Last year, Ian and I both started freelance jobs making emoji for a messaging start-up. It’s my first art-related job (shout out to the nepotism of my high-school ex, who was in charge of hiring). To learn how to use Adobe Illustrator, as was required for the job, I took a course on lynda.com for $30. I tried not to think about the $3,000 Adobe Illustrator class I took in art school that somehow taught me nothing. The only thing I remember creating in my $3,000 Adobe Illustrator class is an elephant version of Oscar Wilde. My elephant Oscar Wilde vector art is very painful to remember because of how ugly and stupid it was, and how many weeks it took me to make it. Long Live Obsolete Hard Drives With Old Art on Them That You Are Eventually Forced to Throw Away!
Maybe I can climb the emoji corporate ladder and someday land a top-tier emoji-design position that will possibly pay me enough for me to get my life together. The only thing I imagine stopping me is the fact that I’m barely interested in the field. The other day I had to check my phone to see if a tree emoji existed in iOS because I just don’t even care enough to retain that information. There are, in fact, three tree emoji, four if you count the palm tree on an island, five if you count the cactus. But I wouldn’t recommend it, because a cactus is not a tree. I even Googled “is a cactus a tree?” to make sure, because I don’t trust myself with anything. Sometimes I’m glad I went to art school, because the lack of general education is a really good excuse for not knowing extremely basic things about the world.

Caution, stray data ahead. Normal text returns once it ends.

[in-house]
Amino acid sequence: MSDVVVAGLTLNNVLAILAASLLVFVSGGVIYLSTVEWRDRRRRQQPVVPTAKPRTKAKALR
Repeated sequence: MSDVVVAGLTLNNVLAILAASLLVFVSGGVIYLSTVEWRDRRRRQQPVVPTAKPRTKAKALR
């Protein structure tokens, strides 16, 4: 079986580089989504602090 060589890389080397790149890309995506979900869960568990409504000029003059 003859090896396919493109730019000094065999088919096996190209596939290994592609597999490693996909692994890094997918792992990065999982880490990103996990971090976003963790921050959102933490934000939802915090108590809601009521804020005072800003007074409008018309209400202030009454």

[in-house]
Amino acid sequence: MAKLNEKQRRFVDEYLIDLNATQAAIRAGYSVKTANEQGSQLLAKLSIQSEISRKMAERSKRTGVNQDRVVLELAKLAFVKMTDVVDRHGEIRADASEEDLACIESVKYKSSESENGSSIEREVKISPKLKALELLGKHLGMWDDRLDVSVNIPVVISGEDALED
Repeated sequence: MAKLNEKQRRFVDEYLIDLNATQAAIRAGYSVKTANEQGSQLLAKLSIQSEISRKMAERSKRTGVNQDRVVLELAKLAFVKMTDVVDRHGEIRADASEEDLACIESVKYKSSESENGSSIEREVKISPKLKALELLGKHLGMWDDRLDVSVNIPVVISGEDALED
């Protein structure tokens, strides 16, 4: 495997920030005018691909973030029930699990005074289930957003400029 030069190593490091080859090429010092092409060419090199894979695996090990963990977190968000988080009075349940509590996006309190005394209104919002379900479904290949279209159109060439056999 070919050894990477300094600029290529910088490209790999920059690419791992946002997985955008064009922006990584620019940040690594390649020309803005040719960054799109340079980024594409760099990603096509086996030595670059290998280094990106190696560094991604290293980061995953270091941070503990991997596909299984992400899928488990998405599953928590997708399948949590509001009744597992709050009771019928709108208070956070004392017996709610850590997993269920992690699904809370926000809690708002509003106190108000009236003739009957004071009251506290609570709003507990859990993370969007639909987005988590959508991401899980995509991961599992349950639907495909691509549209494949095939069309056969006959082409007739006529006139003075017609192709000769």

I hope it doesn’t sound like I regret art school. Art school is amazing. It’s four years of slowly eating Stouffer’s lasagna out of the cardboard bowl it was cooked in while pondering the meaning of your self. It’s fancy, self-indulgent, and technically an education. You can tell people you’re going to college and they conjure images of you studying textbooks and learning how to think rationally. Meanwhile, you’re writing a long prose poem about how eating food from McDonald’s is impossible while warming up Stouffer’s lasagna in the microwave (it was my thing). I honestly feel lucky that banks wanted to prey on me so badly they lent me money for art school and billed me later. It was there that I learned that art is something to be taken seriously, to better yourself with, to help you engage with the world.
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